Vietnam’s booming economy and surging domestic retail sector is creating big opportunities for contract logistics players.
According to Hamza Harti, country managing director for French 3PL FM Logistic, while e-commerce is a driver of warehousing and logistics demand, it’s not the major factor.
“Most of the growth is from traditional retail, which has been our main focus,” he said on the sidelines of the Vietnam Warehousing & Logistics conference in Ho Chi Minh City last week.
“Our retail customers are doing very well, they say consumption is growing fast, they see a bright future for their operations and so they’re investing a lot in Vietnam,” he added, noting the country’s economy was predicted to hit 8% GDP growth this year.
Mr Harti cited French retailer Decathlon as doing particularly well in Vietnam, having recently opened two new stores, while Japan’s Uniqlo and a host of Korean retailers have recently entered the market.
“We now have ten major customers and have doubled our revenues in Vietnam this year,” he said. “We believe in Vietnam and in its development, that’s why we’ve invested so much money here.”
Indeed, since entering the market in 2017 with big ambitions to become a leading contract logistics player, FM has invested in a string of multipurpose warehouses. In March 2020, the company will open its biggest facility yet, a $30m 52,000sq metre warehouse in Bac Ninh, 20km from Hanoi.
“The facility is for the expansion of existing customers as well as new prospects,” said Mr Harti. “We believe it will have significant demand, as its one of the last warehouses available in the area in the most premium industrial park near Hanoi.”
Mr Harti agreed the logistics market was extremely competitive in Vietnam at the moment, with many foreign players moving in, but insisted there is “room for everyone” due to the significant growth in demand.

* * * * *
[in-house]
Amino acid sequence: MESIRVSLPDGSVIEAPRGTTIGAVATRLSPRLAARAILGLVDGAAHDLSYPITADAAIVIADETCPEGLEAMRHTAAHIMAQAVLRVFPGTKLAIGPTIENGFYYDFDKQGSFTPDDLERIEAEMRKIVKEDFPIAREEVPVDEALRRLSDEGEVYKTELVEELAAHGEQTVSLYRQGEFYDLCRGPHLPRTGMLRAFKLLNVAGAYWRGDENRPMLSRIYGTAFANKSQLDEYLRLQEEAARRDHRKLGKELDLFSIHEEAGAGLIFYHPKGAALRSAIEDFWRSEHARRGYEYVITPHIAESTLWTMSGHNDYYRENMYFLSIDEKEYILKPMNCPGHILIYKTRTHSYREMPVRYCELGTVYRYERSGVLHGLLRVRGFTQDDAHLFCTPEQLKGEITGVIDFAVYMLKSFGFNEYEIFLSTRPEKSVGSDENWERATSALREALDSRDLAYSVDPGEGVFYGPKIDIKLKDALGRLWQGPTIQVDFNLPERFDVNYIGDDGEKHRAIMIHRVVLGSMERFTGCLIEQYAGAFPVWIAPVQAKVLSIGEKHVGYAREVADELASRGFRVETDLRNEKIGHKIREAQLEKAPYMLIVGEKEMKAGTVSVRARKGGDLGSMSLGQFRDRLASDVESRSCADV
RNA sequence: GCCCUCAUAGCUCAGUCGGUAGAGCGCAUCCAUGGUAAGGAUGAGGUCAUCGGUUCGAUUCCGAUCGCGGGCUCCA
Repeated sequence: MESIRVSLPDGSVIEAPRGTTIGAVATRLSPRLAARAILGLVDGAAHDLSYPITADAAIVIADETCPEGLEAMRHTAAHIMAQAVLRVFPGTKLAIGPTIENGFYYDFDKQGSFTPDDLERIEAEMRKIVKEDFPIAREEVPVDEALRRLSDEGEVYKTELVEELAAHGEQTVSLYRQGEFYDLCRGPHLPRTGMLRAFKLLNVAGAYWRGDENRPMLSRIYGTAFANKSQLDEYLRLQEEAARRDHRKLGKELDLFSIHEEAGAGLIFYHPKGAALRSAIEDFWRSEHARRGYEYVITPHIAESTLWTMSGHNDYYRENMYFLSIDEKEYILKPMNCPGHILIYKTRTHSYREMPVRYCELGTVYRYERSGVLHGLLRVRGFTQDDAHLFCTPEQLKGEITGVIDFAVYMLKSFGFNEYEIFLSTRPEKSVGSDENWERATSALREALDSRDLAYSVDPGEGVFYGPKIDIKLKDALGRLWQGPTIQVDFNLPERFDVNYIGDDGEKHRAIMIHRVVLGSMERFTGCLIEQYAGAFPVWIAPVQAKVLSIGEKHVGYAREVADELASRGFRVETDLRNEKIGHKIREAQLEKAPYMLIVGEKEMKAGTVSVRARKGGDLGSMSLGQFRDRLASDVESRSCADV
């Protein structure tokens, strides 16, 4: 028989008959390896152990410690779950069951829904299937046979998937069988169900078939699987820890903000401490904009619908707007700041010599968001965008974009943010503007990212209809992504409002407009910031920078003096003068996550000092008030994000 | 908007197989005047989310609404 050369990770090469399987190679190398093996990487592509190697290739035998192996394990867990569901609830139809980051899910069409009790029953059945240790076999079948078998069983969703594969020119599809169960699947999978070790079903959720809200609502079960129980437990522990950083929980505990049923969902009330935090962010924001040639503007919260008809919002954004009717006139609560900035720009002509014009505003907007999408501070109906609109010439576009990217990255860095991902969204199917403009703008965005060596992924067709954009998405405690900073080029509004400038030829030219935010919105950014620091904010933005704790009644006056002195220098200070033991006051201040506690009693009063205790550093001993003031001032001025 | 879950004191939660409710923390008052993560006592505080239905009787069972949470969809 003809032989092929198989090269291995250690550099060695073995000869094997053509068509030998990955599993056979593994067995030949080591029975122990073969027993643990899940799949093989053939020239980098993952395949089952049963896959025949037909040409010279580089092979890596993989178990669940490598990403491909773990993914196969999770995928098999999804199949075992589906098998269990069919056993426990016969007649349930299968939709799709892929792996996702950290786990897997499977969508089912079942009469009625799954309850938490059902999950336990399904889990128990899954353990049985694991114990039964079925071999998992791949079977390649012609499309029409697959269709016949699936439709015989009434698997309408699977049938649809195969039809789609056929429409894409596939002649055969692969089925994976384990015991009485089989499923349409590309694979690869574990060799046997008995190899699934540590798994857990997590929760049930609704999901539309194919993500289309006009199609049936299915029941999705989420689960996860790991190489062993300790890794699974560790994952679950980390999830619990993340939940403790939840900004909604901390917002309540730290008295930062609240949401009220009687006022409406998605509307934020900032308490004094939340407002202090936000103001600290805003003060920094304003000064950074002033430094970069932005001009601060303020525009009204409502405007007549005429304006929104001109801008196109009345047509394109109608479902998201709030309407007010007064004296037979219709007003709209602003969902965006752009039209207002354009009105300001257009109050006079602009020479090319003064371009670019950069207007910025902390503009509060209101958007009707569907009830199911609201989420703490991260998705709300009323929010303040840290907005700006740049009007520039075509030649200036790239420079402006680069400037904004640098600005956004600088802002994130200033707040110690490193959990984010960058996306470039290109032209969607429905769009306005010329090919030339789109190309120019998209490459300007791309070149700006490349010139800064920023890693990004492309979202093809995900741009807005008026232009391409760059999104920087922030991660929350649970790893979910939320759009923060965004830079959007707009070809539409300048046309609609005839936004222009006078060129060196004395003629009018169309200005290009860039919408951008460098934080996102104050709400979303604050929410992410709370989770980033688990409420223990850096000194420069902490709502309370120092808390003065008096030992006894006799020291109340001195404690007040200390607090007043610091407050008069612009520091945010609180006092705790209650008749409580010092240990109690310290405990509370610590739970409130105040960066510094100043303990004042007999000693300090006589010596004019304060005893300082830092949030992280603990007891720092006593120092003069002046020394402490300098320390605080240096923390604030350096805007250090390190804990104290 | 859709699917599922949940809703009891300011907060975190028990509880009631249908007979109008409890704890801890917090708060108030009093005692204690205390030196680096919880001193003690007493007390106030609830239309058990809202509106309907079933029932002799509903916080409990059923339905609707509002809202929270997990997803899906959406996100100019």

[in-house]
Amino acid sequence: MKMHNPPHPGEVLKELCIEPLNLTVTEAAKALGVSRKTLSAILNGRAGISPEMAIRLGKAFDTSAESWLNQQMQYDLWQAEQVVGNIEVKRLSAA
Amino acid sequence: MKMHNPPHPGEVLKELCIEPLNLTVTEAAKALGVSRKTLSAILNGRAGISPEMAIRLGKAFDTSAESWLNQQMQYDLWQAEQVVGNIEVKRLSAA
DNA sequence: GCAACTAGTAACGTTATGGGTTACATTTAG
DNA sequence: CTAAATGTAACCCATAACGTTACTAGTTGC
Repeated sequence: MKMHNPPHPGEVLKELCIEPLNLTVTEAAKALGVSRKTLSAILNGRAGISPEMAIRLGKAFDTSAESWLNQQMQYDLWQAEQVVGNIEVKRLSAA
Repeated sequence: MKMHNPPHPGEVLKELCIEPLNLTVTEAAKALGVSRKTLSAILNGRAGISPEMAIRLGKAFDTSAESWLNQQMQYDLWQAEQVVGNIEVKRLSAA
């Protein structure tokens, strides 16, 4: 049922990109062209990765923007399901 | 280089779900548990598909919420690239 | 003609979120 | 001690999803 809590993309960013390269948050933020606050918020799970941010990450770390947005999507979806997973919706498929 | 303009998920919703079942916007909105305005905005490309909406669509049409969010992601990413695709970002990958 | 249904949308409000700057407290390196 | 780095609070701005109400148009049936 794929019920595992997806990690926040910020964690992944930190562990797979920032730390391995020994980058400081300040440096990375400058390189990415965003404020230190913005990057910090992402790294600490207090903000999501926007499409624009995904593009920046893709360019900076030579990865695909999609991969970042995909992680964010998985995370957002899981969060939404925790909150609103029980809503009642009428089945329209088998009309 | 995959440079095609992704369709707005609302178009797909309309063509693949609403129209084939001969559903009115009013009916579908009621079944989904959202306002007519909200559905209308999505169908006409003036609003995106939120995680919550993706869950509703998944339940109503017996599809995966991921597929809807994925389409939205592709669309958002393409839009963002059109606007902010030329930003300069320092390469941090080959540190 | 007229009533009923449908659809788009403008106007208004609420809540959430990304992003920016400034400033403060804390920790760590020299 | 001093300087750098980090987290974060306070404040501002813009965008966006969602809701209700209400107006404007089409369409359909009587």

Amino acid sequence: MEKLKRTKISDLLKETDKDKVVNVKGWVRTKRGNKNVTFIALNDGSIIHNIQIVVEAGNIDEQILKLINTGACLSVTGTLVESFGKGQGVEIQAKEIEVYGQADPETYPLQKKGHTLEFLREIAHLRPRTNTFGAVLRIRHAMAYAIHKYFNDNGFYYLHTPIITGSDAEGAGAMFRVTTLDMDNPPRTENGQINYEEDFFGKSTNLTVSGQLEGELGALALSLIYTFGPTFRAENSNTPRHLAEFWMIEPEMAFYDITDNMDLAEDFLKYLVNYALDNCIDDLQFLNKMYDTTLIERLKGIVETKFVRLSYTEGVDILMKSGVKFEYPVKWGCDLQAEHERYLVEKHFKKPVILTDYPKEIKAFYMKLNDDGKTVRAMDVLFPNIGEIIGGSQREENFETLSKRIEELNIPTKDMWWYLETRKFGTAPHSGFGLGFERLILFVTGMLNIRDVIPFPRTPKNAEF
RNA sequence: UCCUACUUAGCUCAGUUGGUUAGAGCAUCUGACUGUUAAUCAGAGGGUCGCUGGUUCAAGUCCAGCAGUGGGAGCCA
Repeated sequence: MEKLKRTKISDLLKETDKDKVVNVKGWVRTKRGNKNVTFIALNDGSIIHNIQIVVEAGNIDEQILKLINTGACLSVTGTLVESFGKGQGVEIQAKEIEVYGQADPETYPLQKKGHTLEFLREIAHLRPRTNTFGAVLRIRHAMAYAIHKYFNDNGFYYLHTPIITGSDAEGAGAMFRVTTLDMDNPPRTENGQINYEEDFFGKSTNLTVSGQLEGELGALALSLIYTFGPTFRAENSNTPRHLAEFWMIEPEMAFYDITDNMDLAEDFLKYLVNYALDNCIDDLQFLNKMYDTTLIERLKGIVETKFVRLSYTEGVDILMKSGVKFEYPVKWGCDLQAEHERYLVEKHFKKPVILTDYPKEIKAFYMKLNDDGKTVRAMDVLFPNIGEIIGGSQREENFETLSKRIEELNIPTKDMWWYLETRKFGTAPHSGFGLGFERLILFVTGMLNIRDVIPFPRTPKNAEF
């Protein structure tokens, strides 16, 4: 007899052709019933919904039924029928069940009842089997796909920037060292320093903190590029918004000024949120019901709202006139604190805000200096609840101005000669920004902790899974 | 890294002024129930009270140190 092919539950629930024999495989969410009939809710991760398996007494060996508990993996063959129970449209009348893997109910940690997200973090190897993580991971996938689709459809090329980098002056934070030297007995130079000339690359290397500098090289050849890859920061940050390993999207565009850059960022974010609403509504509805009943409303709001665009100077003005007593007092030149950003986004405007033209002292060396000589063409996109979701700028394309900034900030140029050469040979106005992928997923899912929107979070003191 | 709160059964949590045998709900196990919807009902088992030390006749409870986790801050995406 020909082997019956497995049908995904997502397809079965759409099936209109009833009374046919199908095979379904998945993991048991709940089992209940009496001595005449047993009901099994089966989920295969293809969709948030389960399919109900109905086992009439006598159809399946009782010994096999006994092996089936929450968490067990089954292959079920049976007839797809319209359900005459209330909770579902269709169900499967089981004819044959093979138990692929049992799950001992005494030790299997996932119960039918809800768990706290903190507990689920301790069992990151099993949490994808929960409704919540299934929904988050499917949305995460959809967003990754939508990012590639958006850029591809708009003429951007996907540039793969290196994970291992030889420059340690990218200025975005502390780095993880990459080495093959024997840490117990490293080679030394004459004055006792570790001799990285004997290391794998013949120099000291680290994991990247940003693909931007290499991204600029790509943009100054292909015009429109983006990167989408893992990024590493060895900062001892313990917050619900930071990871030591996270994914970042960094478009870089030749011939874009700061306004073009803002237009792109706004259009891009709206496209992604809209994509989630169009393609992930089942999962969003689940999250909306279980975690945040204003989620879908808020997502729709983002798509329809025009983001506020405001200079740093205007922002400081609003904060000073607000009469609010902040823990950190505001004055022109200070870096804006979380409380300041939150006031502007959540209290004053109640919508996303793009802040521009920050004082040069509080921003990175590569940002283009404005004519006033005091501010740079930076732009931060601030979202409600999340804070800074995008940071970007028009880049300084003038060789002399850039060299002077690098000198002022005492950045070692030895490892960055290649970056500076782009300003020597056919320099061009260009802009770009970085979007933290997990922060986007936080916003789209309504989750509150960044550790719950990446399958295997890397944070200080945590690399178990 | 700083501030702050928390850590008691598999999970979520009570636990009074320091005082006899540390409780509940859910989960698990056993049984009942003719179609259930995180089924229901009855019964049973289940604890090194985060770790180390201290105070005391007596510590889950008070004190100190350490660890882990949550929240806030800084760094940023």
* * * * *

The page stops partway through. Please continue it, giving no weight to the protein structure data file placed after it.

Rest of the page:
Stéphane Descarpentries, FM’s Asia operations director, said retail logistics in Vietnam was quickly moving towards omni-channel, following in the footsteps of China, where the company has been operating since 2005.
“If you take China as an example, you see a lot of e-commerce companies buying traditional retailers and vice versa,” he explained. “So our strategy in Vietnam is to be able to provide both B2B and B2C deliveries from the same distribution centre.”
As well as the huge size of the country, Mr Descarpentries said the key difference in the Chinese market is the salaries, which in cities like Beijing and Shanghai are on par with central Europe. As a result, investing in warehouse automation provides a greater return on investment.
China’s e-commerce share of retail is already at one-third, he added, much higher than even in Europe.
“So in terms of omni-channel, digitalisation, automation and robotics, what’s happening in China will happen in Europe in 2-3 years and South-east Asia in 5-6 years,” he reckoned.
Meanwhile, in India, FM’s third market in Asia, Mr Descarpentries said the implementation of the goods and services tax (GST) had transformed the warehousing market, with most FMCG and retail customers consolidating operations into larger distribution centres.
“They’re moving from 40 warehouses to 20 or 25 so for sure we have increased demand in Mumbai, Delhi and so on. I’m expecting a second consolidation step maybe in 5 years when the roads are better. The taxes are no longer a bottleneck in India but the roads are,” he noted.
Mr Descarpentries said FM’s strategy in Asia was to continue focus all its efforts and resources on China, India and Vietnam, rather than expand into new markets.
“We have so much to do in these three markets, so in the short term we will just focus, focus, focus.”
In 2018-19, FM Logistic reported revenues of €1.3m, up 11.8% year on year. The group employs over 27,000 people.
By Sam Whelan